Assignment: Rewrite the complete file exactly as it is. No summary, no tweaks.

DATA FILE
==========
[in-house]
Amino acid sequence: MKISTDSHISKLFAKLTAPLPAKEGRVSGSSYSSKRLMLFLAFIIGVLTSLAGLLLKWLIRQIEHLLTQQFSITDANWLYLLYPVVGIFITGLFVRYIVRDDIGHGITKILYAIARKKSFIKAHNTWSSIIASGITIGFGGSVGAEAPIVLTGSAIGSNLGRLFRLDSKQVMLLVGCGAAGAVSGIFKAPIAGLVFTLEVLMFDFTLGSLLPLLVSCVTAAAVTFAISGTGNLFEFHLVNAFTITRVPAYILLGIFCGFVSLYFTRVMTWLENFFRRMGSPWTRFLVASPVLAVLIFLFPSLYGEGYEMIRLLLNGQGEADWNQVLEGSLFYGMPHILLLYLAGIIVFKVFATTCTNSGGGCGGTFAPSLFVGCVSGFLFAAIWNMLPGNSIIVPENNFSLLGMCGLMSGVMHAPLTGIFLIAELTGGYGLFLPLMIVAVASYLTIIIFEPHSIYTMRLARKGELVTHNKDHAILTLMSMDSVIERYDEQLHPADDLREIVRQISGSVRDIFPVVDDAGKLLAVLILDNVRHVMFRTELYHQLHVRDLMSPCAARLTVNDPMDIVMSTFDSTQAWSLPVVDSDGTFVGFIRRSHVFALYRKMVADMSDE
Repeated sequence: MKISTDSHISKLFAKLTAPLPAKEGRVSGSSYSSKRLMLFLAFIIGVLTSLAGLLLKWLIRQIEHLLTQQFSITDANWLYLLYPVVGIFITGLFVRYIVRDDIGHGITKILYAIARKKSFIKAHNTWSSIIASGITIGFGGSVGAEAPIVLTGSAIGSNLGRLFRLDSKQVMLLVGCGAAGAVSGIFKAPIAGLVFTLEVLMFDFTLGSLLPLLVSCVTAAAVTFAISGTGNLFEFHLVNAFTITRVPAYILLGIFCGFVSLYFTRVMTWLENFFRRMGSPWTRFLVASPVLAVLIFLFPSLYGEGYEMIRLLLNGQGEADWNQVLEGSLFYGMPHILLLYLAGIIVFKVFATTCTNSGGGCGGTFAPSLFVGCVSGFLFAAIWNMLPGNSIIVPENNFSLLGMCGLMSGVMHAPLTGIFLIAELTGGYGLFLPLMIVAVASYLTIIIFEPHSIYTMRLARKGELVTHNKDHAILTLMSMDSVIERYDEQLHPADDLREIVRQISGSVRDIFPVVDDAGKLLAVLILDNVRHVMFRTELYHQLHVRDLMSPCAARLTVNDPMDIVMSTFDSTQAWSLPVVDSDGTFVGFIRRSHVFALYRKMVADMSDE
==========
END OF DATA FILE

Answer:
[in-house]
Amino acid sequence: MKISTDSHISKLFAKLTAPLPAKEGRVSGSSYSSKRLMLFLAFIIGVLTSLAGLLLKWLIRQIEHLLTQQFSITDANWLYLLYPVVGIFITGLFVRYIVRDDIGHGITKILYAIARKKSFIKAHNTWSSIIASGITIGFGGSVGAEAPIVLTGSAIGSNLGRLFRLDSKQVMLLVGCGAAGAVSGIFKAPIAGLVFTLEVLMFDFTLGSLLPLLVSCVTAAAVTFAISGTGNLFEFHLVNAFTITRVPAYILLGIFCGFVSLYFTRVMTWLENFFRRMGSPWTRFLVASPVLAVLIFLFPSLYGEGYEMIRLLLNGQGEADWNQVLEGSLFYGMPHILLLYLAGIIVFKVFATTCTNSGGGCGGTFAPSLFVGCVSGFLFAAIWNMLPGNSIIVPENNFSLLGMCGLMSGVMHAPLTGIFLIAELTGGYGLFLPLMIVAVASYLTIIIFEPHSIYTMRLARKGELVTHNKDHAILTLMSMDSVIERYDEQLHPADDLREIVRQISGSVRDIFPVVDDAGKLLAVLILDNVRHVMFRTELYHQLHVRDLMSPCAARLTVNDPMDIVMSTFDSTQAWSLPVVDSDGTFVGFIRRSHVFALYRKMVADMSDE
Repeated sequence: MKISTDSHISKLFAKLTAPLPAKEGRVSGSSYSSKRLMLFLAFIIGVLTSLAGLLLKWLIRQIEHLLTQQFSITDANWLYLLYPVVGIFITGLFVRYIVRDDIGHGITKILYAIARKKSFIKAHNTWSSIIASGITIGFGGSVGAEAPIVLTGSAIGSNLGRLFRLDSKQVMLLVGCGAAGAVSGIFKAPIAGLVFTLEVLMFDFTLGSLLPLLVSCVTAAAVTFAISGTGNLFEFHLVNAFTITRVPAYILLGIFCGFVSLYFTRVMTWLENFFRRMGSPWTRFLVASPVLAVLIFLFPSLYGEGYEMIRLLLNGQGEADWNQVLEGSLFYGMPHILLLYLAGIIVFKVFATTCTNSGGGCGGTFAPSLFVGCVSGFLFAAIWNMLPGNSIIVPENNFSLLGMCGLMSGVMHAPLTGIFLIAELTGGYGLFLPLMIVAVASYLTIIIFEPHSIYTMRLARKGELVTHNKDHAILTLMSMDSVIERYDEQLHPADDLREIVRQISGSVRDIFPVVDDAGKLLAVLILDNVRHVMFRTELYHQLHVRDLMSPCAARLTVNDPMDIVMSTFDSTQAWSLPVVDSDGTFVGFIRRSHVFALYRKMVADMSDE